1830, taxation 50,414,926 ; debt, 800,000,000 !
The growth of the debt within the last century.
begining with 1730, and counting by periods of
twenty years t0 1930, was; vjz. 173(3 47 700000
l750 72, 178,000 ; 1770, 126,900,000 ; 1790,'
4o,uuu,uuu; ibuu, no account. In 1805 it was
549,100,000, and in 1815 848,284,000.
Ihe article from which We draw these figures
contains numerous other tables shewing the inequali
ty of the operation of the taxes. Among them is
one on what is called the house tax, from which we
quote the following curious facts :
A shop in Regent street, London, is rated at 400.
per annum, and pays 56 odd shillings for house
tax. The Palace at Stowe, 916 feet front, belonging
to the Duke of Buckingham, one of the most splendid
mansions in England, is as-essed at 300. per annum,
and pays 42. tax. The palace of the Archbishop of
Canterbury is assessed at the same sura (300.) and
pays the same tax. Godolphin Park, belonging to
the Duke of Leeds, is ratedat 150. per annum. Lord
Baybrboke's House, which il cost 200,000. to build,
is rated at 300. Th? palace of the Bishop of Here
ford is rated at 60, and afr on to the end of the chap
ter, in favor of the peerage at the expense of industry.
f . i
FTpfHE subscribers having entered into Co
JLL partnership in the Auction and
Commission Business, in the City pf
Charleston, under the firm of GANTT &
GIBBS, offer themselves to such persons as
may be desirous of sending Merchandise or
Produce to the Charleston Market for sale.
No exertions will be wanting on their part to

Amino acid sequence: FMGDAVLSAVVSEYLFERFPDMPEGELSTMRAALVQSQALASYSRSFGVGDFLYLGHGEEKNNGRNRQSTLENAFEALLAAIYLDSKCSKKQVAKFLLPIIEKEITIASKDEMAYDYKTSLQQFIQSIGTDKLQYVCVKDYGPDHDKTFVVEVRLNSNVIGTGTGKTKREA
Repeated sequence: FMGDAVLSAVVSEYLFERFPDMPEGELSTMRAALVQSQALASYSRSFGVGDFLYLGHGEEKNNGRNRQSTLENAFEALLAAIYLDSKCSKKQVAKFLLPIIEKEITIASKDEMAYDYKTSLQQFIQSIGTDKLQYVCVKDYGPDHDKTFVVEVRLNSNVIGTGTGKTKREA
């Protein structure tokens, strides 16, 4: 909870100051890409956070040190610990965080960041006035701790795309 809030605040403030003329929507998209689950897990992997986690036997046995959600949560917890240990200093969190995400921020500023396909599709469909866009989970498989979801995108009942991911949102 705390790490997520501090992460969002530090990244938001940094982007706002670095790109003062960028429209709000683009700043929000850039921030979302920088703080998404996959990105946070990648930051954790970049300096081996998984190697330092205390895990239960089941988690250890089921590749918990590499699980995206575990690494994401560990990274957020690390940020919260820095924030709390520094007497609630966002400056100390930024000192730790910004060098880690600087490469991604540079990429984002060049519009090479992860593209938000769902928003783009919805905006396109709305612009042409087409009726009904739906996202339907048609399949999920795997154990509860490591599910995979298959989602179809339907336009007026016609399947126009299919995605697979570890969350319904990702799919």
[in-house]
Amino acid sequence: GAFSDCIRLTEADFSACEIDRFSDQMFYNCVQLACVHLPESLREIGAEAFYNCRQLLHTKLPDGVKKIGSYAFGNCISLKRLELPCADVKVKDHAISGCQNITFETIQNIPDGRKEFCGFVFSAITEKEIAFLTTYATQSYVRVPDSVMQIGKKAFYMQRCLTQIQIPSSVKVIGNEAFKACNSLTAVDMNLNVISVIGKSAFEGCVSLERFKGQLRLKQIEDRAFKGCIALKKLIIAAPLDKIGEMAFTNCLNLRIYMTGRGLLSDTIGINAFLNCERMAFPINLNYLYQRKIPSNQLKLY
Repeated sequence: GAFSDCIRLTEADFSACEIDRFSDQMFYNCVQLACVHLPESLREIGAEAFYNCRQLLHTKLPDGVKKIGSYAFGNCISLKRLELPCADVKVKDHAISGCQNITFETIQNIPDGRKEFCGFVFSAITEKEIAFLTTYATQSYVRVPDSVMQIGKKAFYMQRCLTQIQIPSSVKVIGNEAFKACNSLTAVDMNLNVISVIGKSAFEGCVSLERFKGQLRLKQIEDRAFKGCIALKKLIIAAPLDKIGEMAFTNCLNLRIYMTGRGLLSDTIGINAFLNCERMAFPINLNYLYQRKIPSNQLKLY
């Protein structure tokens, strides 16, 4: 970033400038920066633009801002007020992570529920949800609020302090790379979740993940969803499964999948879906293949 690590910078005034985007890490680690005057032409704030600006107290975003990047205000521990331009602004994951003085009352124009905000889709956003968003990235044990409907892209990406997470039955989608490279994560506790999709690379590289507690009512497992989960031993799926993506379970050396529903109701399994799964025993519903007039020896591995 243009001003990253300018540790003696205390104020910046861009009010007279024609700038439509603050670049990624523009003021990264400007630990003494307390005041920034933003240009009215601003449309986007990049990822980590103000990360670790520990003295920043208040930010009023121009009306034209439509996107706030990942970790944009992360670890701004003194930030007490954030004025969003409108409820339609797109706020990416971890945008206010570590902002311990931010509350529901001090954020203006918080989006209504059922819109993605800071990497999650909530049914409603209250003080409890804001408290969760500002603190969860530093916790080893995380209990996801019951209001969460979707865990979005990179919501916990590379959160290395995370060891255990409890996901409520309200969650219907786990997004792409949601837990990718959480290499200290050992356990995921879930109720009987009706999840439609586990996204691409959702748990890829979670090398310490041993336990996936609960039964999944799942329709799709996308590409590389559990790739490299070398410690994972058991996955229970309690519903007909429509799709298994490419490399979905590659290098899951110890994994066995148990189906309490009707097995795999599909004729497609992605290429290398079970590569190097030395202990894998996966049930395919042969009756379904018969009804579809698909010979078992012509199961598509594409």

dispose of the same to the best advantage, and
to make such returns as the consignors may
MATHURIN G. GIBBS
THOMAS J. GANTT.
Charleston, S. C. 25th July, 1633.
M. E. Manly, Esq. and ) AT .
Mr. Samuel Simpson,
BOOT & SHOE STORE.
MAS just returned from New York with a
new and fashionable supply of
BOOTS & SHOES
SPUING AND SUMMER.
AMONG WHICH ARE -
Ladies' white Prunello and Satin Slippers,
Do. Morocco, Sealskin and Prunello do.
Do. Double sole Prunello and Sealskin do
Do. Prunello Walking Shoes,
Do. Sealskin Strap Walking do.
Gentlemens' line Calfskin, Sealskin, and Mo-
rocco Shoes and Pumps,
Do. Calfskin and Morocco Boots,
goy's first quality Shoes and rumps,
Misses and Children Prunello, Morocco, Seal
skin and Leather Shoes. j
COACH AND GIG MAKERS,
NE WBERN, "
ITgESPECTFULLY inform their friends and the
public, that they have removed to the New
Building opposite to Bell's Hotel, where they have
made extensive arrangements for the further prose
cution of their business in the Construction, Repaii-
mg, i rimming, anu rainnng 01
GIGS PANNEL AND PLAIN,
LIGHT WAGONS, &C. &C.
Being, as they believe, perfectly acquainted with
the making and finishing of these articles, they invite
gentlemen wishing to procure them, to apply in per
son or by letter under the full assurance that their
orders will be executed with the utmost despatch and
to their entire satisfaction.
They will keep a full supply of all the materials
in their line of business, and be prepared at all times
to make and finish in the neatest and most approved
style, Coaches, Barouches, Qigs,-&c. upon very rea
Newbern March 15, 1833.
Per schooner Select, from New York,
-n BALE of 300 lbs. SEINE TWINE, good
1 dozen SCYTHES,
1 do. SICKLES, and
3 do. Long Bitted AXES,
For Sale by JOHN PITTMAN.
May 31, 1833.
JOHN A. CRISPIN
MAS just returned from New York with a
general assortment of
HARDWARE, CUTLERY, CROCKERY,
The following articles comprise apart bf his Stock.
Champaigne, in qt. and
Loaf & Lump,
1 ITAWlAllfl I HO f .
f ' Nuts.
Cogniac Brandy (supe
Old Jamaica Rum,
Superior Holland Gin,
Old Monong. Whiskey,
N. E. Rum,
Porter in qt.& pt.bottlesCitron, Curran.ts
Buckwheat, Goshen Butter, Cheese f
Spanish & American Segars, su
perior Chewing Tobacco, &c.
Which he offers low for cash or country produce
at his Store on Pollok-street.
December 3d, 1832.
RICHARD B. BERRY,
MESPECTFULLY informs his customers
and friends, that he still continues to
make to order all articles in his line, with neat
ness and despatch. Orders from his
i- j .11 .... ireful atten-
mm mm V I A & X V A W W w
Newbern, July 19, 1833,